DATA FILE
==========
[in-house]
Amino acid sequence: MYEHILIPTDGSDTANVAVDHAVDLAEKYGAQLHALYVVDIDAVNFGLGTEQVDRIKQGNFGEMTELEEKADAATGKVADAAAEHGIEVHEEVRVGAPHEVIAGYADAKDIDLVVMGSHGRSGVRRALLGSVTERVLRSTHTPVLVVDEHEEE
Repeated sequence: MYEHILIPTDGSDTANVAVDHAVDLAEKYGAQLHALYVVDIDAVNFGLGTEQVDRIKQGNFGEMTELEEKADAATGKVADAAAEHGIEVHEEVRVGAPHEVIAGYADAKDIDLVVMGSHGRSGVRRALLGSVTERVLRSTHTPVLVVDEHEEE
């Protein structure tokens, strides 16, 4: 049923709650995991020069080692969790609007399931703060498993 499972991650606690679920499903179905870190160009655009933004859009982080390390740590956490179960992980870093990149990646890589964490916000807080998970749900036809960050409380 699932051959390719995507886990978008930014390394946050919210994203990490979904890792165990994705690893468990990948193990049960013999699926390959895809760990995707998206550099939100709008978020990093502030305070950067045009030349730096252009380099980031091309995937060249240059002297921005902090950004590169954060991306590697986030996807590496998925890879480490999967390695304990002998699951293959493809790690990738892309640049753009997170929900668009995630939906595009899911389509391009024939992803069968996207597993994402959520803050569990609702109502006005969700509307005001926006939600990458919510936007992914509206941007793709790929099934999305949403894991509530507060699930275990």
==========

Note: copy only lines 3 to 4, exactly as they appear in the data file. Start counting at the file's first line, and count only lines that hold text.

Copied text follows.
Repeated sequence: MYEHILIPTDGSDTANVAVDHAVDLAEKYGAQLHALYVVDIDAVNFGLGTEQVDRIKQGNFGEMTELEEKADAATGKVADAAAEHGIEVHEEVRVGAPHEVIAGYADAKDIDLVVMGSHGRSGVRRALLGSVTERVLRSTHTPVLVVDEHEEE
């Protein structure tokens, strides 16, 4: 049923709650995991020069080692969790609007399931703060498993 499972991650606690679920499903179905870190160009655009933004859009982080390390740590956490179960992980870093990149990646890589964490916000807080998970749900036809960050409380 699932051959390719995507886990978008930014390394946050919210994203990490979904890792165990994705690893468990990948193990049960013999699926390959895809760990995707998206550099939100709008978020990093502030305070950067045009030349730096252009380099980031091309995937060249240059002297921005902090950004590169954060991306590697986030996807590496998925890879480490999967390695304990002998699951293959493809790690990738892309640049753009997170929900668009995630939906595009899911389509391009024939992803069968996207597993994402959520803050569990609702109502006005969700509307005001926006939600990458919510936007992914509206941007793709790929099934999305949403894991509530507060699930275990």